03 April 2014
The Flying Inn: Chesterton And Benson
I blogged a while ago about The Lord Of The World: courtesy of the same wonderful juxtaposition of e-readers, out of copyright books, and the willingness of volunteers to scan, I was able to spend a long, bright afternoon of the soul (aka a flight to the East Coast of the US) reading The Flying Inn by G K Chesterton.
I don't quite understand how I have missed this book so spectacularly. When I downloaded it, and when I opened it to read it, I assumed that I was rereading rather than starting from scratch. But a couple of paragraphs in, I realised that this wasn't the case and that I had never read it before.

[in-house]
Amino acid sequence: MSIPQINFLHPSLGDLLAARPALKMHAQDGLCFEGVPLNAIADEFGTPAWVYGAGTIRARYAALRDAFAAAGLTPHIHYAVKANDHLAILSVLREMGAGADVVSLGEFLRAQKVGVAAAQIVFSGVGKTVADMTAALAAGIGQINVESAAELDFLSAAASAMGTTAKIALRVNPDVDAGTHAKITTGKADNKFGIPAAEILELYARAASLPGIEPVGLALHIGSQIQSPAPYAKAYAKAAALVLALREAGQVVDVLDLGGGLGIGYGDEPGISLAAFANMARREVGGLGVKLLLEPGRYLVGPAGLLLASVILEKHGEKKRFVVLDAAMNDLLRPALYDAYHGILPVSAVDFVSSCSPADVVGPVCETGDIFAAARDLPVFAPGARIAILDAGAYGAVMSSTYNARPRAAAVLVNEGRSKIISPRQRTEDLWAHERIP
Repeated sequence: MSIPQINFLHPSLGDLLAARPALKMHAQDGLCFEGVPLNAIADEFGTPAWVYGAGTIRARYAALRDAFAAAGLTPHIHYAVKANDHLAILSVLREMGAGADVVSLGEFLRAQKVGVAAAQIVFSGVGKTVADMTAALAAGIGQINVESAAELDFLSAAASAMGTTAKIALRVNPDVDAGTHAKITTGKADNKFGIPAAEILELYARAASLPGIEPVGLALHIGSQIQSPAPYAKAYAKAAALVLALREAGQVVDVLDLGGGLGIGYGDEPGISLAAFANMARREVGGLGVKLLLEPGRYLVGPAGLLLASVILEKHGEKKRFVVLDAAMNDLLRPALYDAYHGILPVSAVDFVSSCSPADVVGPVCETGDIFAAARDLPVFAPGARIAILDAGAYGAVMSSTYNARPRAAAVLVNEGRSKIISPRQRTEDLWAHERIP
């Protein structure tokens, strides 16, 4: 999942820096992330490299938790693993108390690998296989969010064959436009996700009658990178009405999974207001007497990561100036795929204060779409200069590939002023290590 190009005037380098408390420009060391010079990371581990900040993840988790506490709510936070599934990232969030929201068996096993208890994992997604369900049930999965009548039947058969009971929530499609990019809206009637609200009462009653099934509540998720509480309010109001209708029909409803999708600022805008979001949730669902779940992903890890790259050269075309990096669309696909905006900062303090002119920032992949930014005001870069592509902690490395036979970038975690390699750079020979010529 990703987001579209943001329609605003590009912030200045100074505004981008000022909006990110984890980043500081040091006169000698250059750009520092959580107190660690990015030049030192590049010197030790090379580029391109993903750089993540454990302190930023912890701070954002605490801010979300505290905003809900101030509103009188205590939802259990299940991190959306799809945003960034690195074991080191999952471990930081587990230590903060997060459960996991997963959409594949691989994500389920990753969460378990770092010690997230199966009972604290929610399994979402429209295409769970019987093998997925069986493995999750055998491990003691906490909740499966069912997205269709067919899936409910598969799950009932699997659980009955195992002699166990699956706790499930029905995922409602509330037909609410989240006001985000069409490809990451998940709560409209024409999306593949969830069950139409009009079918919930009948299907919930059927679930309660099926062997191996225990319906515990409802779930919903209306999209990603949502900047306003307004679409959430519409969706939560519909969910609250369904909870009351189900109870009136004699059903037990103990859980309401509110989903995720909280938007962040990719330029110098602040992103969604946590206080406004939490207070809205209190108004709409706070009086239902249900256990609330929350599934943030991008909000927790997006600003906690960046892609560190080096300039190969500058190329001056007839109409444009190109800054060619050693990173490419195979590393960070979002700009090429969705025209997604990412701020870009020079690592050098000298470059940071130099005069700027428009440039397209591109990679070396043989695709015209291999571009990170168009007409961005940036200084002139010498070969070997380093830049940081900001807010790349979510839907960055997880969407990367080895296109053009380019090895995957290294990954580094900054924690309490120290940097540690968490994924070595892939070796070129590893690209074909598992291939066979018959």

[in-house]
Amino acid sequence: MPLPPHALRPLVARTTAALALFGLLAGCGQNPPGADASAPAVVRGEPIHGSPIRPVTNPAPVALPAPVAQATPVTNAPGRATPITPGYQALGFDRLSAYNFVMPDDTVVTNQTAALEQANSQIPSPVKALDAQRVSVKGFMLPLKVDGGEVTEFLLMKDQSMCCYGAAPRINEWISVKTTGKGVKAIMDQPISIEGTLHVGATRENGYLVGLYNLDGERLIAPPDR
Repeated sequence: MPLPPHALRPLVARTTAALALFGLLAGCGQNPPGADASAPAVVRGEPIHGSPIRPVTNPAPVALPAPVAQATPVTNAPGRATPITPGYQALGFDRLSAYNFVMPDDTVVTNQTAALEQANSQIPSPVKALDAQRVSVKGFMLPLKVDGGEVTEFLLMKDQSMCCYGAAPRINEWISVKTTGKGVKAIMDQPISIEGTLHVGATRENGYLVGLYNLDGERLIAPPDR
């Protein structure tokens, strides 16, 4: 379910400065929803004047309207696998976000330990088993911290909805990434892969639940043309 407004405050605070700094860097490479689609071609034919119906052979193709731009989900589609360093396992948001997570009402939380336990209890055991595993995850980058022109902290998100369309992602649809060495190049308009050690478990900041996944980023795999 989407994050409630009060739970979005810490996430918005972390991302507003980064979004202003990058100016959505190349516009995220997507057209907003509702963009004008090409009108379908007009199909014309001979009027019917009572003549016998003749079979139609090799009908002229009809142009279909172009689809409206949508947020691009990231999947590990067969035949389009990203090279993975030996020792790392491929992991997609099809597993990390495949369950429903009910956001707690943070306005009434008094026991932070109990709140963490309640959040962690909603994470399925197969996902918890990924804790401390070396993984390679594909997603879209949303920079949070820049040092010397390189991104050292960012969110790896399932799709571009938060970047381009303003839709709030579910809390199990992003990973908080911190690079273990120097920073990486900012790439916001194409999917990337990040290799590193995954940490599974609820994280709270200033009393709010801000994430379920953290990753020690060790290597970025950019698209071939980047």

And what a read it is.
Most of the poems in the book are well known, and happily celebrate drinking and drinkers (bear that in mind: Chesterton doesn't just simply praise alcohol, but rather the way he praises the way that alcohol and balanced happy people go so well together)r. But that's not what the book is about.
It is about the way that the UK has been taken over by a coterie of driven people and the way in which that for reasons of idleness and venality on the part of the majority, they have been able to get away with it. In the same way as The Lord Of The World looks at the whole question of the Church in the world, and its vulnerability, The Flying Inn looks at the way in which a small and determined groupuscle can turn the laws of England upside down, without most people really understanding what has happened, or how.
Whatever will or won't be decided about whether or not GKC should be canonised, this book, like R H Benson's, shines a light on much more than the England of their day.
Posted by Ttony at 02:11